I sometimes find myself in discussion with Entrepreneurs who have developed a novel prototype Medical Device and are ready for market launch, but the device documentation available is an electronic schematic, source code and a Google Sketchup of the enclosure. As a Regulatory Advisor, I explain they must follow a documented medical device development process; effectively ‘Start again’.
As you could imagine, this news goes down like a lead balloon, as no one reacts well to their baby being called ugly. In this blog, I will discuss 3 tips for Medical Device Documentation that anyone developing early stage medical device should adopt. They make the transition from prototype to product less effort, reducing development timescales and cost.
Prototypes vs. Products
I worked as a scientist at a University in England where we performed Healthcare based research and developed innovative medical technology. We believed the technology we were developing was inches away from being real products. So, when I first went to a commercial medical device development consultancy after raising money I was offended when the Business development person told me I didn’t have enough!
It is important to remember a prototype is something that is not going to be marketed or sold, and a product is something we will sell. Formal design controls are not required for prototypes. We only have a legally sellable medical device product after going through a product realization process.
The more rigour applied at an early stage, the easier the transition into an actual product will be, reducing development costs and timescales.
Reviewing the FDA 21 CFR 820 QSR regulations would be time well spent for anyone developing Healthcare technology, as it sets the required groundwork.
1) Design Planning
The most important tip is to plan the design and development, even though you may only be developing a prototype. In addition to project planning activities (such as a Gantt chart), the Design Plan should also contain at least the following:-
- The ‘Indications for Use’ statement – this helps define the risk for the device, and succinctly defines what it is you actually want your device to do, which is essential for ensuring all members of your team are on the same page. The simpler and clearer this statement, the better. For example:
The XXYYZZ Surgery System is indicated for use in general, plastic and reconstructive surgical procedures to cut and coagulate soft tissue.
- Applicable Standards – there are Harmonized standards and FDA guidance documents for many different devices. These range from performance standards for ultrasound, ECG, pulse oximeters, blood glucose meters etc. to general standards for EMC, Basic Safety and Essential performance and others, see below.
- Document Map – a clear Document Map really helps a multidisciplinary project, which shows the relationship between each document, like the one below:
The document map clearly indicates the design input documents, the technical specs, verification and validation activities, and risk activities.
- Design Reviews – This is probably the biggest departure for those not involved in formal design processes; one typically sit at a computer and fiddle about using their favourite software package (IDE & C compiler, 3D modeling software, Schematic Capture etc) to develop a design which they are happy with, with a rough idea of what it should do. However, a design review compares a set of formal Requirements against the resulting design which has been generated, and this is done by Peers. The intent is to catch things the original designer did not, and confirm the resulting design is fit for purpose. All major components and assemblies should undergo design review (Software modules, circuit sub-assemblies, mechanical assemblies etc), and the Design Plan should state who will attend and when these will happen, with a gated approach.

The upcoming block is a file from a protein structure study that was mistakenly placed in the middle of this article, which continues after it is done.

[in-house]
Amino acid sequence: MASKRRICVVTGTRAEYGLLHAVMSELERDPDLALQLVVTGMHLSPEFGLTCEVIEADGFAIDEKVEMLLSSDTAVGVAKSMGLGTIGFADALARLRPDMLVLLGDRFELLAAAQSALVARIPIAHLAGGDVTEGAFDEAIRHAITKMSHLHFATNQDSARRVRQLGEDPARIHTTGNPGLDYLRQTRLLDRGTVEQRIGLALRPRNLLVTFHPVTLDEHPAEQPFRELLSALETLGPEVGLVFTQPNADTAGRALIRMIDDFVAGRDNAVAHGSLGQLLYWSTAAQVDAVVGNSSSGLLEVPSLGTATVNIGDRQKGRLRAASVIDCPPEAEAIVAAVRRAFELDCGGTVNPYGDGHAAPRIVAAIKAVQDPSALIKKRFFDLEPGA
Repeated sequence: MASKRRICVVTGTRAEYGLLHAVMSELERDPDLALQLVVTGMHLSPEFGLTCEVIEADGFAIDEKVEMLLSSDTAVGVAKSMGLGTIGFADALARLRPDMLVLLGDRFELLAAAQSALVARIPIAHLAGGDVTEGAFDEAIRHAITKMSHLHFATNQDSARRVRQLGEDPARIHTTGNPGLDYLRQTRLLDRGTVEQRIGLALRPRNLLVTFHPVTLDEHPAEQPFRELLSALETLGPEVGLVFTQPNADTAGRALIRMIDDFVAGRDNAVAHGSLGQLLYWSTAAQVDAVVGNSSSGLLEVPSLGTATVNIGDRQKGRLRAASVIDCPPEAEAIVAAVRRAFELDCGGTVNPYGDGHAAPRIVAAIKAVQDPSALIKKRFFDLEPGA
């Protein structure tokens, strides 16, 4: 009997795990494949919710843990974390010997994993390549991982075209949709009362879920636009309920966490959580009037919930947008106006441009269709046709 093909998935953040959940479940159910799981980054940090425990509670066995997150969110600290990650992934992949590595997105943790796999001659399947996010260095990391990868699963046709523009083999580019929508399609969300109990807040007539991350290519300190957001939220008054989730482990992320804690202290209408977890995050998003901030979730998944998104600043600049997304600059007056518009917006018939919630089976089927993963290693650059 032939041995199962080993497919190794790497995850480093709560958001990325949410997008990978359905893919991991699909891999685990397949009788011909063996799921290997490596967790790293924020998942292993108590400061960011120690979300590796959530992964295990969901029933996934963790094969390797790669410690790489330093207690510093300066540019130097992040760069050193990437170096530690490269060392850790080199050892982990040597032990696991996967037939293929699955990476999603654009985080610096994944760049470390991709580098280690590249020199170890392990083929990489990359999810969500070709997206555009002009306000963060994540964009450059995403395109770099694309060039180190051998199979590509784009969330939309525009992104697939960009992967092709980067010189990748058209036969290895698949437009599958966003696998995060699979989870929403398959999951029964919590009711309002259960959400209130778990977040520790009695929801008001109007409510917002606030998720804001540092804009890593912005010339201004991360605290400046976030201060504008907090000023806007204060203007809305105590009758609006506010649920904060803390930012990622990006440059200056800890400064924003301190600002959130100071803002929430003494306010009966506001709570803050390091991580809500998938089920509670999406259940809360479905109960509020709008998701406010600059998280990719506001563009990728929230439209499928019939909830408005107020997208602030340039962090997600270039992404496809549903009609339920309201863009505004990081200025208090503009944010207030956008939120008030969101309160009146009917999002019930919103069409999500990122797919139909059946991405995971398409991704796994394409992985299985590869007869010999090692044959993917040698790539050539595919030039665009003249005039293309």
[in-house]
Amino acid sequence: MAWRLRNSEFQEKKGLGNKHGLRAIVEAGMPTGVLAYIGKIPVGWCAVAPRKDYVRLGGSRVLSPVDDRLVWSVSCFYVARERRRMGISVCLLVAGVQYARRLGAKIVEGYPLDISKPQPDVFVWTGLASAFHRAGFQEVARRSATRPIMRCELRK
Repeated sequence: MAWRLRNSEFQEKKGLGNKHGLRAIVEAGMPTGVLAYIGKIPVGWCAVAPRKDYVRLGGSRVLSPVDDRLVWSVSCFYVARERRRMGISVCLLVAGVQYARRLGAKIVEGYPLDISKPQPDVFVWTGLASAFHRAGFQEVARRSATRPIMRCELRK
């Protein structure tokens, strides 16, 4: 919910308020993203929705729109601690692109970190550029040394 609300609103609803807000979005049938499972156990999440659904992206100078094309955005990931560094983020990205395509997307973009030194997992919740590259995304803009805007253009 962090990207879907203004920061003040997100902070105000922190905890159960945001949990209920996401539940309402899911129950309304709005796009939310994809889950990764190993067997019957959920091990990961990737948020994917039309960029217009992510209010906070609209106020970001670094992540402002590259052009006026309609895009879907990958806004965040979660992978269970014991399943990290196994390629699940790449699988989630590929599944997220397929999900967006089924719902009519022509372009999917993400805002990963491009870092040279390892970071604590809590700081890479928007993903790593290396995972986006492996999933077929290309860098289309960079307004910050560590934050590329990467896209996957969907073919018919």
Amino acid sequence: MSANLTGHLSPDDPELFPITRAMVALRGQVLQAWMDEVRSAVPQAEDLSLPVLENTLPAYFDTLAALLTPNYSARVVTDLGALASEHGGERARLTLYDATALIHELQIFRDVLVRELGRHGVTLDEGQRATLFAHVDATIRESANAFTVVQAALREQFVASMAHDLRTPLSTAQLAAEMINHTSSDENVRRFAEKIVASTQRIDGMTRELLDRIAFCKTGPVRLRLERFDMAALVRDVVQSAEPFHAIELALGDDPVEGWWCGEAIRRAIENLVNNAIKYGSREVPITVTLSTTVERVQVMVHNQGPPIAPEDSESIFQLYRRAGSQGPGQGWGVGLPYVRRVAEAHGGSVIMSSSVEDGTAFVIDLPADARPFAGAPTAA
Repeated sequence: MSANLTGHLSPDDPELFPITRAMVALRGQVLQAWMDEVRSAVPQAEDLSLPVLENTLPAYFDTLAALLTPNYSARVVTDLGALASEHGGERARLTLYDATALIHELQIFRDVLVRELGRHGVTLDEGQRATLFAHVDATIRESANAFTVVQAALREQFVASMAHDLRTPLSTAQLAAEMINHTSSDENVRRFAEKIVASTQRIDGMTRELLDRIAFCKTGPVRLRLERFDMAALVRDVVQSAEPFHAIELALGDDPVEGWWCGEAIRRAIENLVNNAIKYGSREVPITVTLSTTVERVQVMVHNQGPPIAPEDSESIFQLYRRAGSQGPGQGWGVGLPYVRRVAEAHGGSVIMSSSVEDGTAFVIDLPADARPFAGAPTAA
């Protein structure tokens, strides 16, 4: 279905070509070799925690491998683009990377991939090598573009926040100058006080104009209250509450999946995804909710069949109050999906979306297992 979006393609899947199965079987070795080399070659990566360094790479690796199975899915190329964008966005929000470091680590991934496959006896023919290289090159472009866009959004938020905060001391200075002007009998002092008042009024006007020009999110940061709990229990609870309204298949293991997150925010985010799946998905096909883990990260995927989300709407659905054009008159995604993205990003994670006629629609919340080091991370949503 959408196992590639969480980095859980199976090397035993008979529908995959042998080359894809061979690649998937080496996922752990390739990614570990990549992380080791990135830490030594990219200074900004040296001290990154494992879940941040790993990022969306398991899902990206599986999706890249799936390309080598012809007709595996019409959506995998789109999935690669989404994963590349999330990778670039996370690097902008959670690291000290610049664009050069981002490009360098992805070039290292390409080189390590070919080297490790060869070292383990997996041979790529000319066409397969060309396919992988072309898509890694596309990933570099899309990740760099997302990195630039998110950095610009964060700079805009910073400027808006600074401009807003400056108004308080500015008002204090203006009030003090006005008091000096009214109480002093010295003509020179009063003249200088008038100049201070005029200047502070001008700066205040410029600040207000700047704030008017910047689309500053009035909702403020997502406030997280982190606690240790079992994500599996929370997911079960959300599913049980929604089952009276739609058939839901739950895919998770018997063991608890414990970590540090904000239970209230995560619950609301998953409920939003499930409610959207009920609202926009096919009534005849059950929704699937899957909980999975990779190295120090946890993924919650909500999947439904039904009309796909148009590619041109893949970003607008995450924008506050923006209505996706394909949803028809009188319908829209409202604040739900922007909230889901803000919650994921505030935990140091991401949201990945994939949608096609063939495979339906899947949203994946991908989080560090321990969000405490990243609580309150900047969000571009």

2) Design Input Requirements
Design input documents are commonly missing. Based on the Indication for Use, the input documents describe Requirements which will achieve that indication, expanded into Usability, System and Technical Requirements. For example, the Usability Requirements may say that a coagulating scalpel is required with a diameter less than 1 inch. From this, the System requirements may state that an RF heater is required which can cauterize 1g of tissue per second. The Technical Specs will elaborate further with a line item that calls for the system to emit 20Watts of RF power at 4MHz. Each Requirement line item is testable, numbered and has a source reference where applicable, the Technical Spec references the System Requirements, which may also reference the Usability Requirements.
3) Architecture Document
Requirements Documents for early stage work are often confused, containing soft requirements, technical specifications and untestable statement like ‘Must be easy to use’. The tip here is to a) improve untestable requirements so they can be tested or remove them, and b) relegate ‘Soft’ requirements to the architecture document, as these are really guidance to the designers and should not affect safety and performance. Typical soft requirements are logos, colour schemes, design aesthetic etc. The Architecture document illustrates the relationship between the various internal elements, and can also be used to define the interface between subsystems if multiple Architecture Documents are required, which also helps with team communication.
With a good document base, it is much more straightforward to take prototypes to a product, as we can start product realization much more quickly without requiring a long ‘Product Definition’ Phase. My next blog will cover Medical Device Design Documentation Risk Management, Verification & Validation (V&V), and Standards tips.
Image: StarFish Medical